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Literary Classics Vs. The Graphic Novel

January 31, 2010

While checking out some recent blogs on ArtsBeat, I came across a post for the New York Times Graphic Books Best Seller List. Since taking a class on postmodern literature at UW, which covered the emergence of the Graphic Novel as a new medium for story telling, I’ve been a bit fascinated by the format, so I clicked through to the list, and was more than a little disappointed with what I saw.

The hardcover list was topped by The Book of Genesis: Illustrated. It also featured graphic re-castings of The Wizard of Oz, Pride and Prejudice, and Steven King’s The Stand. Between these were the standard DC and Marvel faire – Batman, Wolverine, etc.

The paperback list was a bit more respectable, and featured graphic novel behemoths like Watchmen, Maus, and Persepolis in the top 10.

Graphic novels are a relatively new way of consuming books. They’re a fascinating mix of the visual and the story, that in some ways exceeds what you can get in a comic book in terms of story line, and what you can get in a novel in terms of representation. Maus is a fine example of a well-done graphic novel, because it tells a story, the narrative of a father’s experience in the holocaust and the effects it had on him later in life, including the effect on the relationship between him and his son, in a way never previously conceived. Each image tells as much of the story as the text does. Visual symbolism, like the representation of Jews as mice and Germans as cats, works as much as literature to contribute to the overall effect of the story. This story could not be told in the form of a novel, because the descriptions of the characters would lack the symbolism incorporated into the art. Using other visual media, like film or animation, to achieve this effect would push the aesthetic to close to the realm of cartoons and make the story seem trivial in comparison to the effect in the graphic novel. When employed correctly, and creatively, a graphic novel can be something completely different – a fusion or art and words that enhances both.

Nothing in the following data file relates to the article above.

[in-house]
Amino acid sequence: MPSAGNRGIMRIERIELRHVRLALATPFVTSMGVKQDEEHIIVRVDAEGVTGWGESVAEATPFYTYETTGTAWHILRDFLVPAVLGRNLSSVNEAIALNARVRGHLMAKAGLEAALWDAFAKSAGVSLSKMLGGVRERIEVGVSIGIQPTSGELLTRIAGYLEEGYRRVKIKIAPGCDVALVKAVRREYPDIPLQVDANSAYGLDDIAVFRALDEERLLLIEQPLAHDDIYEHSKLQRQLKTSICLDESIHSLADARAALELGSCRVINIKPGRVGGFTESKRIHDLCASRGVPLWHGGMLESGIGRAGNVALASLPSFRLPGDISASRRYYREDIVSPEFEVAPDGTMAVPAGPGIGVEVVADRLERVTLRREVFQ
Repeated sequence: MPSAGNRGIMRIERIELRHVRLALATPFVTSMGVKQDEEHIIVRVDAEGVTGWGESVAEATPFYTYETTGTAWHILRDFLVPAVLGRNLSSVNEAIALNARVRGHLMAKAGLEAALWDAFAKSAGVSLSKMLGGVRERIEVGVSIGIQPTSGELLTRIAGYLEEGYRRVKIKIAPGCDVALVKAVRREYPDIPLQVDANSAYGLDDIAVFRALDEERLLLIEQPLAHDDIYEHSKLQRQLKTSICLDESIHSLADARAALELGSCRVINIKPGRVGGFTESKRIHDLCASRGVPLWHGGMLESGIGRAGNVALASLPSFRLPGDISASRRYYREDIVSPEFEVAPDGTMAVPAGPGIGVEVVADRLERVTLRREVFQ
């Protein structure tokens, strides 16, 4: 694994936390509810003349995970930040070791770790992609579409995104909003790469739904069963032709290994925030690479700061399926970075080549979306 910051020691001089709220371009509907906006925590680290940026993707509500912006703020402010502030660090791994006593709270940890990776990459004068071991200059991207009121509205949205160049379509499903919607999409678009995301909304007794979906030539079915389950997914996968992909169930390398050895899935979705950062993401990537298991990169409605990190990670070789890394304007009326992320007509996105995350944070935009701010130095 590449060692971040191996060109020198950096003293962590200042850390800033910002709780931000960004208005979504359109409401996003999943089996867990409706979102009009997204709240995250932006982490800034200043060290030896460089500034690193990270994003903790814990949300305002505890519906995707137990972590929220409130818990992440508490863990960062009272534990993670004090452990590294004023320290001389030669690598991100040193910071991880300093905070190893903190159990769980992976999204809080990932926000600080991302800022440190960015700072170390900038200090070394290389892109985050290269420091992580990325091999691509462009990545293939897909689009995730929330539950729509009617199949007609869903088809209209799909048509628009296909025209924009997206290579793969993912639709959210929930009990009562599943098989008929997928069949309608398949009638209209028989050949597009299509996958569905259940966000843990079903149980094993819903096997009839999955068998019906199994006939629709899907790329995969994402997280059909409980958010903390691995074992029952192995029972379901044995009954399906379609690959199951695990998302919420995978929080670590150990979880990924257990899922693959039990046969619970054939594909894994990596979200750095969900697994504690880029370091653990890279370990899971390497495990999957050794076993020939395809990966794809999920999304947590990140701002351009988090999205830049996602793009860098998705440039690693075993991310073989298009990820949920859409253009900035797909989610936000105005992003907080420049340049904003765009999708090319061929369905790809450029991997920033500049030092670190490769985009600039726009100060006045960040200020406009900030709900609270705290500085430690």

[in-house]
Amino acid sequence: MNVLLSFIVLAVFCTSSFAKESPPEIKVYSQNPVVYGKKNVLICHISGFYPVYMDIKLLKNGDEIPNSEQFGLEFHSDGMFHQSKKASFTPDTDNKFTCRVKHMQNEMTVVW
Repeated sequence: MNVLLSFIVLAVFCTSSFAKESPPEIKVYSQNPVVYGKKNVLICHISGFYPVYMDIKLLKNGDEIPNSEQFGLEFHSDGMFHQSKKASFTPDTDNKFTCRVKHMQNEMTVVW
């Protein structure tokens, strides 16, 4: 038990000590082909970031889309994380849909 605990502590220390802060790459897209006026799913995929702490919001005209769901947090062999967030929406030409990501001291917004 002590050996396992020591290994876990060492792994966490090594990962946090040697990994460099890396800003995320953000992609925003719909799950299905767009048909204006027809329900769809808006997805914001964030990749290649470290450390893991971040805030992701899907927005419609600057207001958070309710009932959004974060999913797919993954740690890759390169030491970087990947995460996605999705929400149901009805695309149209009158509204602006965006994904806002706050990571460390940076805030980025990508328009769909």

But, I must ponder the purpose of turning the Book of Genesis into a graphic novel. Or The Wizard of Oz, or Pride and Prejudice, for that matter. These are stories that have already succeeded as books. With Genesis, if the goal is to improve interest in religion among a younger audience, there are plenty of illustrated bibles or children’s books that achieve the same goal. I somehow doubt that the 20-somethings that are perusing the comics aisle at their local Barnes and Noble are going to be interested in picking this up. Those that are interested in Christianity will probably be at the point that they will be more interested in reading a bible than a graphic novel. Not to mention, the art is a bit… hoakey… for lack of a better word (and the cost – $25 for the Graphic Novel – I’m sure bibles can be found for much less).

In the case of The Wizard of Oz and Pride and Prejudice – these books have already made the jump to a visual medium, quite successfully, at that. The question arises then – do we need these things? Why are they being produced? Obviously, someone is reading these books – they’ve made it to the New York Times Bestsellers list.

It seems possible that some graphic novels are being made for the sake of making a graphic novel. Jane Austen did a pretty good job when she wrote Pride and Prejudice. It deals with people and inner dialogue, more than anything else, so visual assistants are not really needed (and we have them already anyway, thanks to the several film productions of the story). But, it’s a new medium, and it’s growing in popularity, so why not sell what you can while the getting is good? It ties back into the demand for new media and new things. Graphic novels are “new” so we want new materials in this medium.

I must question the value of these new graphic novels though. If we choose a graphic novel interpretation of a classic rather than reading the actual book, it seems possible we’re robbing ourselves of part of the fun of reading a book. With a novel, you are challenged to create a world in your mind that represents the words you’re reading on the page. With a graphic novel, that world is already created for you by imaginative and talented artists. No creativity needed. I’m sure the same argument was made against comic books when they began to gain popularity, but in an era where so much of our media is visual, where we replace reading articles with watching news clips, listening to a song with watching a music video, it seems almost dangerous to lose a little more ground for the written word. When stories are original and innovative, and take full advantage of the opportunities afforded to them by the medium, I think graphic novels are wonderful. But why reproduce something that’s already been done? We need more original work, rather than the same thing in a different skin.

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